Grief, our natural response to loss, is one of the hardest and most painful aspects of our human existence.
Grief can bring us to our knees, create the sense of a vast emptiness within us, and can prevent us from living our lives.
The deep sorrow one experiences as a result of a death loss of a loved one is incomparable.
The Journey of Grief
Grief is a journey and a highly personal process. Its duration and destination is unforeseeable. Our grief has no timetable or clear end. It is a non-linear process.
The goal is not to ‘get over it’ but rather to learn how to rebuild our lives in a way that we can live despite the loss we’ve suffered, and ultimately heal the invisible wounds of grief. The depth of our grief, or our emotional suffering, is reflected by the depth of our love and connection with our loved one.
While we may be inclined to ignore or run away from grief, because grief hurts, doing so actually causes more pain.
Our society tells us to ‘be strong’, which often means not showing emotion or crying because that would be ‘weak’. FACT: Experiencing emotion and outwardly expressing emotion is not a sign of weakness. In fact, the contrary is true.
Experiencing our emotions and sharing how we are feeling is one of the most courageous actions we can take. Respecting and honoring our feelings, our tears, and finding personal ways to express ourselves, normalizes human emotion for us and for others.
Feeling our feelings and allowing them to flow through us, crying included, is what helps us to move through our feelings and ultimately overcome our emotional pain.
Take Care of Yourself
Perhaps you’ve heard the saying that time heals grief. Actually, time alone is not what helps. Rather it is how we take care of ourselves and what we choose to do with our grief that aids us in our grief process.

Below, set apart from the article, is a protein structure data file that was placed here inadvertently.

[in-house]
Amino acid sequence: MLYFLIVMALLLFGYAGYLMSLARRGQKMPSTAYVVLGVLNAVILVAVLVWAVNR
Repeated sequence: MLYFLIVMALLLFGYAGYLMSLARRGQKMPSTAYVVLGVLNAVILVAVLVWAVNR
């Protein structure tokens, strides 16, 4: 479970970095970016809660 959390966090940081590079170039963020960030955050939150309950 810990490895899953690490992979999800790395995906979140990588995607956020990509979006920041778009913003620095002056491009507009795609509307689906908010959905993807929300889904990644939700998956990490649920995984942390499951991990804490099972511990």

There are common physical, emotional, cognitive, and spiritual symptoms of grief. Accepting our feelings, our mental and emotional symptoms, and finding ways to healthily express ourselves helps to alleviate our distress.
Cultivating an atmosphere of support from other people provides us with comfort and the community that is needed and helpful in processing and healing our grief. For some people it may be journaling, reading, talking with others, or taking walks that help reduce emotional pain. Regardless, one very important way we can all help to heal our grief is through mindfulness.
Mindfulness is a powerful and effective way to aid grief.
It provides us with the opportunity to be present, in the moment, noticing and accepting our thoughts, feelings, and sensations without judgement.
Practicing mindfulness techniques can help to cope with grief by helping us to tend to our emotional, physical, social, and spiritual needs. By being mindful we can be better in-tune with what we are feeling moment by moment, allowing ourselves to feel our feelings as they arise rather than ignore them.
Take the time to quietly sit and be with your grief. Breathe into your grief and breathe through your grief. Breathing will help you stay grounded and present.
As you slowly begin to breathe, bring to mind your loss. Gently and tenderly let your feelings arise. Do not sensor whatever thoughts, feelings or images come to mind. Compassionately let whatever presents itself come as it will.
Feel as the waves of emotion wash over you, be it sadness, despair, anger, helplessness, or confusion, to name a few. Allow the emotion you are experiencing in that moment to flow through you, layer by layer. Notice what comes and goes inside of you as you breathe your way through.
Transforming and releasing our grief is often a long and tear-filled process. A good place to start is by letting your grief begin to unwind in your mind, your heart, and your soul. Listen to yourself and trust yourself in the unfolding of your grief. Do not fear your grief. Welcome it.
The more you sit with your grief and mindfully and intentionally experience the feelings of your grief, the more healing you will experience. Be aware of how your grief slowly transforms and your pain gently shifts over time. With practice and intention, notice how peace begins to present itself in the life you now live.
For more information, or to seek grief support read here.